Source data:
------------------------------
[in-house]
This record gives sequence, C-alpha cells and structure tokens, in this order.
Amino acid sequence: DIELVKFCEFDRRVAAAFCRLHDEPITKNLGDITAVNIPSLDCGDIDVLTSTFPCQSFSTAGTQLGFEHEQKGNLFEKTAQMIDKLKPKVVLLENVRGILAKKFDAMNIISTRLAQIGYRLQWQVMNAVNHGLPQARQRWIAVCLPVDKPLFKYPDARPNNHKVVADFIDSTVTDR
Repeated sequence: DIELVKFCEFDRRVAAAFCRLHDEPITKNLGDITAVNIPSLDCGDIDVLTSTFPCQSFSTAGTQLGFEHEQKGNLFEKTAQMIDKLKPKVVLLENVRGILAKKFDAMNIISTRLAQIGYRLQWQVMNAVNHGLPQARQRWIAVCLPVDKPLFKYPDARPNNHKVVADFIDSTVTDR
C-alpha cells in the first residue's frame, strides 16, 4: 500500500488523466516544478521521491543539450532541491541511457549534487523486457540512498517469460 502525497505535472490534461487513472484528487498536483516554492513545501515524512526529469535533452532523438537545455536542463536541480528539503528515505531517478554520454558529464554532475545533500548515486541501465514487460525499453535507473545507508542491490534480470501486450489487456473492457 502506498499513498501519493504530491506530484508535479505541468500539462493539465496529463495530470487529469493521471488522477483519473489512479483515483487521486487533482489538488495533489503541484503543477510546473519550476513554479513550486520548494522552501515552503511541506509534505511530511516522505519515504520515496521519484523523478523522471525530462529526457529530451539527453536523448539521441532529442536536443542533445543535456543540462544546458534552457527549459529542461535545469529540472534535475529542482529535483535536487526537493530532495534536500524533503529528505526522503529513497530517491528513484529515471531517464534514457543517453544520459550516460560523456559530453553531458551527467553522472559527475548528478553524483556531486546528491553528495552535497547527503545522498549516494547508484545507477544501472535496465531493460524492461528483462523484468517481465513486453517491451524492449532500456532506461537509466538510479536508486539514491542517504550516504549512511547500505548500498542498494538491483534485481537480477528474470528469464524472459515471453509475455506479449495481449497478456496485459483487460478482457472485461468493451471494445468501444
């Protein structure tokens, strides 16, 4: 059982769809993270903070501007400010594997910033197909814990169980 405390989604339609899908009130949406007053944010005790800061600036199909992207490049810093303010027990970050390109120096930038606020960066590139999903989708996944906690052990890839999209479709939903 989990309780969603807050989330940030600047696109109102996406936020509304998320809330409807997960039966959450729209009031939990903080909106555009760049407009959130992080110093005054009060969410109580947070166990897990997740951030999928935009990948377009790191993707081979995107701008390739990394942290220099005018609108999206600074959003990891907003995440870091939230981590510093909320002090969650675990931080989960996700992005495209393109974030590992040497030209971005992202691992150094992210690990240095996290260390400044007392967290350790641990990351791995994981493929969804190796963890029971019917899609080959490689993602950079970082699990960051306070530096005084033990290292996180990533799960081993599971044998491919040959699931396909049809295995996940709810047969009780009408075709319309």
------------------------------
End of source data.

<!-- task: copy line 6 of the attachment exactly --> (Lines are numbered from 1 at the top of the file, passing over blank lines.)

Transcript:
């Protein structure tokens, strides 16, 4: 059982769809993270903070501007400010594997910033197909814990169980 405390989604339609899908009130949406007053944010005790800061600036199909992207490049810093303010027990970050390109120096930038606020960066590139999903989708996944906690052990890839999209479709939903 989990309780969603807050989330940030600047696109109102996406936020509304998320809330409807997960039966959450729209009031939990903080909106555009760049407009959130992080110093005054009060969410109580947070166990897990997740951030999928935009990948377009790191993707081979995107701008390739990394942290220099005018609108999206600074959003990891907003995440870091939230981590510093909320002090969650675990931080989960996700992005495209393109974030590992040497030209971005992202691992150094992210690990240095996290260390400044007392967290350790641990990351791995994981493929969804190796963890029971019917899609080959490689993602950079970082699990960051306070530096005084033990290292996180990533799960081993599971044998491919040959699931396909049809295995996940709810047969009780009408075709319309």